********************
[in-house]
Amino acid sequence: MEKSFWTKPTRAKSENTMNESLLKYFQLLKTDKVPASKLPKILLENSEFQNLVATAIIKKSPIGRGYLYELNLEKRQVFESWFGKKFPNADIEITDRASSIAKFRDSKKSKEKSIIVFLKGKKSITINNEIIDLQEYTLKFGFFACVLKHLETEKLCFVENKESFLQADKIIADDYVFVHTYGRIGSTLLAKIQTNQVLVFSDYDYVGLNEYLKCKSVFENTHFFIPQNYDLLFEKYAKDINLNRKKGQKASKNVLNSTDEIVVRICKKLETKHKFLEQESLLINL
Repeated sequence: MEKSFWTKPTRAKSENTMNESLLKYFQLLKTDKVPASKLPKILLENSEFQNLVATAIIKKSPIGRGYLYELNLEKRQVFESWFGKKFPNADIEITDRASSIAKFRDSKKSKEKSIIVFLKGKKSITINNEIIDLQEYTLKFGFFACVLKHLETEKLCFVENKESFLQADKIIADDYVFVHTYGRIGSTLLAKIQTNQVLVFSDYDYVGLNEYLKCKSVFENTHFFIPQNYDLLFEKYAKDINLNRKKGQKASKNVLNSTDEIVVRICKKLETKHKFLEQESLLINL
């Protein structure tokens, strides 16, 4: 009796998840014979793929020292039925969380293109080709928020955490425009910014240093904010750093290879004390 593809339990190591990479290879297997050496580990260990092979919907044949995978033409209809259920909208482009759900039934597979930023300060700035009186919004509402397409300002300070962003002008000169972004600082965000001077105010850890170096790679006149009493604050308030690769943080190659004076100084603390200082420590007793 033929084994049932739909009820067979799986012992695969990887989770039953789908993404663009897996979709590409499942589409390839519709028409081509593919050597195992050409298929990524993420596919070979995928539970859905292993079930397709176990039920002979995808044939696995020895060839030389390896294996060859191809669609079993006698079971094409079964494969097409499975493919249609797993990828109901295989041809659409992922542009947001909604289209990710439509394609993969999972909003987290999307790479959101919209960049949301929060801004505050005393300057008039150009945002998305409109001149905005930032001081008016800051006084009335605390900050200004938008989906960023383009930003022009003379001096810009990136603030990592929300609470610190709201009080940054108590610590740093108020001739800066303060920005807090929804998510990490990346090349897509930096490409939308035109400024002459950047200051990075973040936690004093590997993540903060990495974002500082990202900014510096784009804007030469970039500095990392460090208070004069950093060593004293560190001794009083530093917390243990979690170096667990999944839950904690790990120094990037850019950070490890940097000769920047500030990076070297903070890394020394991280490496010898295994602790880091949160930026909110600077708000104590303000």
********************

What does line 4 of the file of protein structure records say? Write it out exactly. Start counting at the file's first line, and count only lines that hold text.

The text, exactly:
């Protein structure tokens, strides 16, 4: 009796998840014979793929020292039925969380293109080709928020955490425009910014240093904010750093290879004390 593809339990190591990479290879297997050496580990260990092979919907044949995978033409209809259920909208482009759900039934597979930023300060700035009186919004509402397409300002300070962003002008000169972004600082965000001077105010850890170096790679006149009493604050308030690769943080190659004076100084603390200082420590007793 033929084994049932739909009820067979799986012992695969990887989770039953789908993404663009897996979709590409499942589409390839519709028409081509593919050597195992050409298929990524993420596919070979995928539970859905292993079930397709176990039920002979995808044939696995020895060839030389390896294996060859191809669609079993006698079971094409079964494969097409499975493919249609797993990828109901295989041809659409992922542009947001909604289209990710439509394609993969999972909003987290999307790479959101919209960049949301929060801004505050005393300057008039150009945002998305409109001149905005930032001081008016800051006084009335605390900050200004938008989906960023383009930003022009003379001096810009990136603030990592929300609470610190709201009080940054108590610590740093108020001739800066303060920005807090929804998510990490990346090349897509930096490409939308035109400024002459950047200051990075973040936690004093590997993540903060990495974002500082990202900014510096784009804007030469970039500095990392460090208070004069950093060593004293560190001794009083530093917390243990979690170096667990999944839950904690790990120094990037850019950070490890940097000769920047500030990076070297903070890394020394991280490496010898295994602790880091949160930026909110600077708000104590303000």